and the ridges to the right and left.

The next morning the brigade moved a little to the right
and supported batteries on Cemetery Hill. Here it was
subjected several times during the day to a converging fire of
shell from three directions and was a witness of the terrific
fighting on Little Round Top, in the Wheat Field, Peach Orchard
and along the Emmettsburg road. While in this position, Capt.
Merritt B. Williams of Company G received a mortal wound from a
spherical case shot and several men were injured. One or two
regiments came rushing back panic stricken from the cemetery
and were restored by the Vermont Brigade. Colonel Randall
rendered his own men a good service by upbraiding the fugitives
and citing to them, veterans though they were, the steadiness
of the Vermonters, many of whom had never been under fire
before. During the day five companies of the Thirteenth under
Lieut.-Col. William D. Munson, were stationed to guard a
battery in the front line on the west face of Cemetery Hill and
this position they held until night. The other companies moved
out with the brigade on a double quick to the left, after
Sickles and Hancock had in turn been driven back from the
Emmetsburg road and the shallow valley to the east, under
orders from General Doubleday to hasten to Hancock's support.
As General Stannard was leading towards the position where the
First Minnesota had just been destroyed, General Hancock, who
had directed the movement, asked Colonel Randall if he could
recover a battery which had been lost in the valley below and
which was being rapidly approached by a strong body of the
enemy. Randall replied that he would do it or die trying, so
this right wing of the brigade ceased moving to the left and
dashed forward at a full run down the gentle descent, up which
Pickett's men charged the next day. Randall's horse fell,
shot, and for a moment the rider was partially underneath, but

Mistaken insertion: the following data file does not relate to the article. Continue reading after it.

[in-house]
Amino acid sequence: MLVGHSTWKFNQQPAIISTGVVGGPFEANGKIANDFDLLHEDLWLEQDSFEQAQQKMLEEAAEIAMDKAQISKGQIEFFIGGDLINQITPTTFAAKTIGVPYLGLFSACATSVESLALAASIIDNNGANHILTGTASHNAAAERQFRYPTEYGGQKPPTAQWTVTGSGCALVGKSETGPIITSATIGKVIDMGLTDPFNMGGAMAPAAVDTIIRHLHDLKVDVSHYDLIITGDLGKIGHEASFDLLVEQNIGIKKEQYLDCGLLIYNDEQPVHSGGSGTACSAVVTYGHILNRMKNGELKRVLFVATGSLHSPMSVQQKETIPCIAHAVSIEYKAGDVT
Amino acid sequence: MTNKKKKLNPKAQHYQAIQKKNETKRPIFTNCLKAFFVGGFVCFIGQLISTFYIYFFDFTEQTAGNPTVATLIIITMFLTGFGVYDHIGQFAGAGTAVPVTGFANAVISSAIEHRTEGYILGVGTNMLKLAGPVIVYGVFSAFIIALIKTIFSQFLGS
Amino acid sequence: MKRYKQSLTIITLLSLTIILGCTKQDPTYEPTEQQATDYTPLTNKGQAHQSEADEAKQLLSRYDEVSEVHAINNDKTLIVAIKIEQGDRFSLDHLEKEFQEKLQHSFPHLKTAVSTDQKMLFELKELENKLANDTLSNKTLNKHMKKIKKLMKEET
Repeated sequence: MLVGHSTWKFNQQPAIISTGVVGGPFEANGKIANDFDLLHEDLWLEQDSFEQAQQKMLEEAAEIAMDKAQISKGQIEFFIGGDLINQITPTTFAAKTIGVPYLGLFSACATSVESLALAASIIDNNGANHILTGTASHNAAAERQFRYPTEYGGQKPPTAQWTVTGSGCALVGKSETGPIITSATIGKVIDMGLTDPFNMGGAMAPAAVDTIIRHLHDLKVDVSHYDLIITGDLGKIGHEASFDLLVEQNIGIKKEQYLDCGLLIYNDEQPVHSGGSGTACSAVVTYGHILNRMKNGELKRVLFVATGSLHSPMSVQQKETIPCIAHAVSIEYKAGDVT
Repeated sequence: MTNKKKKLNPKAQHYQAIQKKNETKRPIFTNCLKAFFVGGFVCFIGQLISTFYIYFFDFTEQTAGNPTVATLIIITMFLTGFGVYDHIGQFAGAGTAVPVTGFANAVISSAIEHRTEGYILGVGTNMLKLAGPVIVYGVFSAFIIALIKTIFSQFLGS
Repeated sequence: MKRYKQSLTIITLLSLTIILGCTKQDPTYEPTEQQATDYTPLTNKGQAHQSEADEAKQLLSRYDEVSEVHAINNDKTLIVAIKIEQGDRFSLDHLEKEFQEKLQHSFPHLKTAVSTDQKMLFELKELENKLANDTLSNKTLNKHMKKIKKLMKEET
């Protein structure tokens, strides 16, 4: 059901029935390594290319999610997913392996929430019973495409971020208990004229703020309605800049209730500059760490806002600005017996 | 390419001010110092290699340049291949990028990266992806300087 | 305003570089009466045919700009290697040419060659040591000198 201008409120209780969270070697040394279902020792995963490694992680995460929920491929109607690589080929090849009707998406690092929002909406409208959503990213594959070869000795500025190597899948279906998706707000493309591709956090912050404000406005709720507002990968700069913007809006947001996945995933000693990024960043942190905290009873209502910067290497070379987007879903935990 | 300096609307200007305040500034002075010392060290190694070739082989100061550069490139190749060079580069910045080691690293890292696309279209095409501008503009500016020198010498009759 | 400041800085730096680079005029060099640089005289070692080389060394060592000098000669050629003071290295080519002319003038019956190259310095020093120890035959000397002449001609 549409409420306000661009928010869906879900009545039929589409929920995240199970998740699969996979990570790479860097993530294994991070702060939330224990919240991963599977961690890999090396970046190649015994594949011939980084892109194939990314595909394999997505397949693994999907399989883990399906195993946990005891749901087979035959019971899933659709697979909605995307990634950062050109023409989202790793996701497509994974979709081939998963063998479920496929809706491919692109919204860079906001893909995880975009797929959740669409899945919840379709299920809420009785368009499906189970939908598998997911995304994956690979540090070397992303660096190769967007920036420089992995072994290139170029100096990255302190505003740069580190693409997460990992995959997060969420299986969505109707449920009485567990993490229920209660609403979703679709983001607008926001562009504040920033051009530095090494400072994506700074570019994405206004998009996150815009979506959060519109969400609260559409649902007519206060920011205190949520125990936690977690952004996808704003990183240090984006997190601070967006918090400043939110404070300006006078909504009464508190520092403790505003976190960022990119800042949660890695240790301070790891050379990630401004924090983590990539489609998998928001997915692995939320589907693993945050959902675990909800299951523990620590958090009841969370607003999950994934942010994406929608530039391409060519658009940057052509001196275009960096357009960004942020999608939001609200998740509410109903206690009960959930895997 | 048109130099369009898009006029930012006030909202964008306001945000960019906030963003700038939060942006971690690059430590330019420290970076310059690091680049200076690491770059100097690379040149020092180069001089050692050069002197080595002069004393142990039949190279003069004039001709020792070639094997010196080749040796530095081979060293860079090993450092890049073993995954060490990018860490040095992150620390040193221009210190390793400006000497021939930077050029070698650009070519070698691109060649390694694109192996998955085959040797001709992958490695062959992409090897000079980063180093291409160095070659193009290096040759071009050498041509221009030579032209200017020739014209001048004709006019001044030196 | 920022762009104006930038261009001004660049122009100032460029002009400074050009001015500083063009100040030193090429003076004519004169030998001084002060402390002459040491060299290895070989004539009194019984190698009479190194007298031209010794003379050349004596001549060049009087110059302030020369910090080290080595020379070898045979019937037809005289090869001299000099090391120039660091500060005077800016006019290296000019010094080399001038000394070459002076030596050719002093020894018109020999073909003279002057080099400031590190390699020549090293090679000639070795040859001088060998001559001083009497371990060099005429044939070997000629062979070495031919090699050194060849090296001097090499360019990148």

soon he was running, hatless, to overtake his line, and in a
moment appeared in front of the colors, leading on to victory.
The guns were reached and drawn back, where General Hancock and
his men received them with thanks and cheers. Randall then
quickly re-formed his line and pursued the enemy. He went as
far as the Peter Rogers' house on the Emmettsburg road before
halting. While crossing the valley, a Confederate, who had
been supposed to be dead, arose from the ditch in which he lay
and fired at Maj. Joseph J. Boynton from the rear. The bullet
narrowly missed the Major's head. Three men of company C
turned to bayonet the miscreant, but the Major stopped them and
took him prisoner. The battalion halted near the Rogers' house
and captured eighty-three prisoners, who had taken refuge
there. Company A was thrown around the house, and the
Confederates surrendered mostly to Captain Lonergan and Adjt.
James S. Peck. The other companies were in front of the house,
company G being nearest. Captain Coburn with company C was
sent to the left and right to explore in the gathering darkness
and thick smoke, but as no more rebels were in sight the
battalion returned to the line, and as it approached with the
prisoners it was cheered by twenty thousand men. The companies
with Randall in these gallant dashes were: A, Capt. John
Lonergan, G, Lieut. Albert Clarke, C, Capt. Lewis L. Coburn, E,
Capt. Andrew J. Davis and B, Capt. Orcas C. Wilder. They
sustained a smaller loss than might have been expected.

That night the other companies returned to the line and
the regiment slept upon its arms in the front line of battle
near the position which the brigade held the next day. During
the ensuing forenoon a detail of ten men from each company,
under General Stannard's orders, gathered some fence rails and
placed them in line about forty-five yards in front of the
regiment. The object was not then apparent, but it became so
later. Though there was a sharp fire of sharpshooters, most of
the men volunteered for this work, led by Sergt. George H.
Scott of company G, and not one was injured. A similar detail
buried some of the dead, so as to lessen the stench, and they
also escaped unharmed. When Pickett's charge was well
advanced, General Stannard ordered the Thirteenth, which held
the right of his brigade, forward to the slight breastwork of
rails. On arriving Randall ordered them to halt, lie down and
hold their fire. At their left, the Fourteenth, which extended
diagonally down into the valley, had opened upon the charging
column and it was then moving rapidly by the flank or left
oblique in front of the Thirteenth. No sooner had the men of
the latter become prostrate than a volley passed over their
heads which must have nearly annihilated them had they been
standing. In a moment the Sixteenth, which had been deployed
as skirmishers, fell back through the line and then the
Thirteenth received the welcome order to fire. The men had a
short range and deadly aim and as the smoke lifted, it was seen
that they had done fearful execution. The fire was vigorously
returned, but with little loss, and meanwhile the enemy
continued to move to the right until the front of the